Friday, October 19, 2012

AARP: No more payroll tax cuts

The Washington Post’s Ezra Klein writes that the AARP has drawn the line on payroll tax cuts, which have been extended in an attempt to boost the economy but which, in the view of AARP and others across the spectrum, threaten to undermine Social Security as a self-financing program generating “earned benefits” for participants.

Klein writes:

“When Congress agreed to extend payroll taxes by another year in 2011, it did so by replacing the lost funds with general revenue for the first time in history. That addressed some policymakers’ concerns about the Social Security Trust Fund’s insolvency. But it was a worrisome step for the AARP and other Social Security advocates, who believed it undermined the entitlement program’s protected status, lumping it in with a general budget  that could be subject to future cuts and trade-offs. ”Social Security is a separate, off-budget program, with a dedicated funding source—messing with the formula shouldn’t even be a part of the budget debate,” Certner added. “The promise of this was that it would be temporary. Going beyond two years—you’re going way beyond temporary country.’”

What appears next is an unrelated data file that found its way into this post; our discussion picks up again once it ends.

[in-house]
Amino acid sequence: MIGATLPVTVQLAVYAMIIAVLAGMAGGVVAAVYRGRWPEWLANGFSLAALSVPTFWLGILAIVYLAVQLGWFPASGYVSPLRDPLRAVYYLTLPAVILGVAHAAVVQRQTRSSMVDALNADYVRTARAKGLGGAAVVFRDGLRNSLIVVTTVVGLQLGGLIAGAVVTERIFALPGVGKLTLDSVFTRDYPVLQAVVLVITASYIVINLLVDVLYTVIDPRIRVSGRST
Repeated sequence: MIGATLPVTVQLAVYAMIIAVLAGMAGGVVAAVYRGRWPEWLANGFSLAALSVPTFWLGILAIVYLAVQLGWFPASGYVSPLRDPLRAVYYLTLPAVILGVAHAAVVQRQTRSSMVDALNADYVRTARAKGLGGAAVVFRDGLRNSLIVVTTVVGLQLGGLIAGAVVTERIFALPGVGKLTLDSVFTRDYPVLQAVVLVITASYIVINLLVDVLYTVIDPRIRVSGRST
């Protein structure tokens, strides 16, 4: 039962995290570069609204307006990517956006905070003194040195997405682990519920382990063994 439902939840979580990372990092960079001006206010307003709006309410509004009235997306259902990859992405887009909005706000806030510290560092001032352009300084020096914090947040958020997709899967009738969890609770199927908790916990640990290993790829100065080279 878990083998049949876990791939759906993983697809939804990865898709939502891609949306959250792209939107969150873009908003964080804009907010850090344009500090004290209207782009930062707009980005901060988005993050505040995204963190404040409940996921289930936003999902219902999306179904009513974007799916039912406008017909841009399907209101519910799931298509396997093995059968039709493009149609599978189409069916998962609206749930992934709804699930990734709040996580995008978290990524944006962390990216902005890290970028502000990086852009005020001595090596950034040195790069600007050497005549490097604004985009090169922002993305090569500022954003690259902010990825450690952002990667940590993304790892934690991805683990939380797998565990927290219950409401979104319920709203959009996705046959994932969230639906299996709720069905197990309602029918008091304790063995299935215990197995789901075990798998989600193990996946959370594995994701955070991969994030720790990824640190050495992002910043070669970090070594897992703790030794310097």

WilliamLarsen said...

It would appear that Congress has violated federal statute;

"(a) The receipts and disbursements of the Federal Old-Age and Survivors Insurance Trust Fund and the Federal Disability Insurance Trust Fund and the taxes imposed under sections 1401 and 3101 of the Internal Revenue Code of 1986 shall not be included in the totals of the budget of the United States Government as submitted by the President or of the congressional budget and shall be exempt from any general budget limitation imposed by statute on expenditures and net lending (budget outlays) of the United States Government.

(b) No provision of law enacted after December 12, 1985 (other than a provision of an appropriation Act that appropriated funds authorized under this chapter as in effect on December 12, 1985) may provide for payments from the general fund of the Treasury to any Trust Fund specified in subsection (a) of this section or for payments from any such Trust Fund to the general fund of the Treasury. "

United States Code Title 42, Chapter7, Subchapter VII, Sec. 911 (a),

Arne said...


If you are spending a lot of time on whether Congress can change the laws it writes or even whether thay can write a law that says they can't change a law, you can probably find better things to do.